I also experimented with the thickness. The first batch I rolled thicker and smaller rounds, and with the second batch, I rolled the dough thinner, to about 10 inches in diameter. The bread took on a crisper, crackly texture, but the flavour was just as good. The best thickness is about 1/8 inch, not paper-thin.

If you don’t have a bench scraper, by the way, invest in one. They’re usually less than $10 and are one of those tools that you use for a thousand things. Here, I use it to cut my dough into pieces, and also to scrap the floury dough bits off my cutting board after kneading. This saves wear and tear on cutting board, too, since wood doesn’t play well with hot water or soap. And the one in the link has a RULER (mine’s not that spiffy, but I wish it was), so you can measure the thickness of the dough.

Roti Flatbread with tomatoes photo P1030063_zpsafe7cbe4.jpg

Notes & Variations: Sunflower seed oil is the tastiest, but canola or peanut oil work well. Avoid olive oil, since the smoke point is too low for frying at this temperature. Ghee is another excellent and authentic choice, but regular butter will also end up burning. If you want to serve these with meat, try chicken, fish, or lamb (my favourite) on the grill. If you don’t have a cast-iron skillet, a sauté pan is the next best option. Watch the heat carefully as you cook the bread, since the protein in the Greek yoghurt makes them prone to burning.

Yoghurt Flatbread

Makes 6 flatbreads

300g (2½ cups) all-purpose flour, plus more for rolling
¼ tsp. kosher salt
130mL (scant 2/3 cups) warm water
2½ tsp. active dry yeast (one ¼ oz. envelope)
2 tbsp. Greek yoghurt, plus more to serve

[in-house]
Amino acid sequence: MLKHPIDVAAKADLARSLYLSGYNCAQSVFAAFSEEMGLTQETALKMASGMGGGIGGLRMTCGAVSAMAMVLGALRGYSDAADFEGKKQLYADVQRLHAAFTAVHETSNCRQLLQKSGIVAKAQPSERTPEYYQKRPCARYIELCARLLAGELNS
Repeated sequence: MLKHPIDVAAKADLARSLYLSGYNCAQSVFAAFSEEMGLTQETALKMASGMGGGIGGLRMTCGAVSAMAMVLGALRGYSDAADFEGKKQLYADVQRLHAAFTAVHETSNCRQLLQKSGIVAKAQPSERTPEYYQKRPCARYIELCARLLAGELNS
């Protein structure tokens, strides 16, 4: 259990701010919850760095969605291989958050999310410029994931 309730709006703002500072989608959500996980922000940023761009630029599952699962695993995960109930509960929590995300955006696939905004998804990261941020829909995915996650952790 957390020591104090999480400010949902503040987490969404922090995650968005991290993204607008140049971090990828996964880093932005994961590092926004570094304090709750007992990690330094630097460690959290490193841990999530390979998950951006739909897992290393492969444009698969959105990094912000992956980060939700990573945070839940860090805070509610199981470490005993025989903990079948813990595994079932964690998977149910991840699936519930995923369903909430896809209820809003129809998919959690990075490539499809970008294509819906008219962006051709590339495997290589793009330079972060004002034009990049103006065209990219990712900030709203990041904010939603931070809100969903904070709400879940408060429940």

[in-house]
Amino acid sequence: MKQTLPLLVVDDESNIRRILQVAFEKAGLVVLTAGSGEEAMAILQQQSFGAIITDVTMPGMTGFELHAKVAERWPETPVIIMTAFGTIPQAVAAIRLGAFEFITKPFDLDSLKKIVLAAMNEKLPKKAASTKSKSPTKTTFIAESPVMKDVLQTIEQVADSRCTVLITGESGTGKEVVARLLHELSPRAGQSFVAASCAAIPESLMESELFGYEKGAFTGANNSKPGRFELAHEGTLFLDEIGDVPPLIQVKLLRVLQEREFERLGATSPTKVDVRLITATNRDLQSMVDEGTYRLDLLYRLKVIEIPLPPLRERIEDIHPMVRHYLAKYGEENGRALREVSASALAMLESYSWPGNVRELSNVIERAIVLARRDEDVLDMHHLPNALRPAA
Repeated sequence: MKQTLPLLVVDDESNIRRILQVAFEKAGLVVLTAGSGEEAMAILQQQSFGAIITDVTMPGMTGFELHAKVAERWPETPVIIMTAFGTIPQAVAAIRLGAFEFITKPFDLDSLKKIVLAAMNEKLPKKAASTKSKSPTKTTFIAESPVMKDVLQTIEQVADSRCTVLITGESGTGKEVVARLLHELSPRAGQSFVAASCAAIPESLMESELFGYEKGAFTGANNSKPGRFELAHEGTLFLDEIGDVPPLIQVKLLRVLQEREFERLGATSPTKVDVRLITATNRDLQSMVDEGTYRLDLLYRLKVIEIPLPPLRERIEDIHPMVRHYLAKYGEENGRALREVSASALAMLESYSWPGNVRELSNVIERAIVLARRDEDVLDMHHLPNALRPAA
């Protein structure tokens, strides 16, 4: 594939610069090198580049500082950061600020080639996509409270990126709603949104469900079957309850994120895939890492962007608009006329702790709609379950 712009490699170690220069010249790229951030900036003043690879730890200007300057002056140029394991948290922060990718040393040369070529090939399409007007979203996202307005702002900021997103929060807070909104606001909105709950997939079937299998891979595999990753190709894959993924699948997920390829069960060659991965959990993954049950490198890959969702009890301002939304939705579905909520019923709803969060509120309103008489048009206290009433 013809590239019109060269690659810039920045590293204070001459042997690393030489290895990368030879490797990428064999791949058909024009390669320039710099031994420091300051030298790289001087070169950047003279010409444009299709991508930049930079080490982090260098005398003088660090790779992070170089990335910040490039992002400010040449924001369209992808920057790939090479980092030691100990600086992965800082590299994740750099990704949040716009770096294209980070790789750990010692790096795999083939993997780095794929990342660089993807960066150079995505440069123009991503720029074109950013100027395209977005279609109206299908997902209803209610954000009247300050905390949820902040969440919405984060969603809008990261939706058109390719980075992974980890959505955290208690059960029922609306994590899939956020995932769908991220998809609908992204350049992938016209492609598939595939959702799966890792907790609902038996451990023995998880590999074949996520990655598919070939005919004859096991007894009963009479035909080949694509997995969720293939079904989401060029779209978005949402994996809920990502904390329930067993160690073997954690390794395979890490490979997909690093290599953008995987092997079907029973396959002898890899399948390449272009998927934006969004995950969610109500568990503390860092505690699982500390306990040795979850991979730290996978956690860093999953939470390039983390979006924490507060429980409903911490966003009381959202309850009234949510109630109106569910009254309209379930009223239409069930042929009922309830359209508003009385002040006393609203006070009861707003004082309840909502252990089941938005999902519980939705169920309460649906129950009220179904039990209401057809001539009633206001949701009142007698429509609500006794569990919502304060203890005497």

1 tbsp. olive oil
Sunflower seed oil or peanut oil, for frying

8-inch cast iron skillet
Bench scraper (optional)
Rolling pin

Dissolve yeast and a pinch of flour in the warm water and set it aside for 3 minutes while you get the rest of the ingredients together. It should turn slightly foamy.

Whisk together flour and salt in a large bowl, then make a well in the center. Add the yoghurt and oil to the center of the well and incorporate it with your hands into the flour. Add the yeast mixture bit by bit as you mix, until all the liquid has been absorbed.

Turn out the dough onto a cutting board and knead for 3 to 5 minutes, or until very smooth. If the dough is very dry, add a little water, or flour if the dough is wet. Cover with a bowl or damp cloth and let it rest 10 minutes.

Punch down the dough (rising will be minimal) and cut into 6 equal pieces. Roll them out on a floured cutting board into 8-inch rounds. Heat ½” of sunflower oil in a cast-iron skillet and fry the rounds for 1 to 2 minutes on each side on medium-high heat, until golden but not brown. Pop bubbles in the dough with your spatula so that the bread lies flat and cooks evenly. Layer each flatbread between paper towels to absorb excess oil, and serve warm with grilled tomatoes and Greek yoghurt.

Flatbread recipe adapted from Gourmet Traveller magazine.

Grilled Tomato Skewers

Campari or large cherry tomatoes
Olive oil
Salt and pepper, to taste

Thread tomatoes onto skewers (if using wooden skewers, soak in water for 30 minutes prior to grilling), keeping ½ inch of space between each tomato.

Brush tomatoes with olive oil and season with salt and pepper.

Grill on medium-high direct heat with the lid open, until tomatoes are cooked through and slightly browned, about 5 minutes (less time for smaller tomatoes). Lift skewers carefully off the grill and serve hot.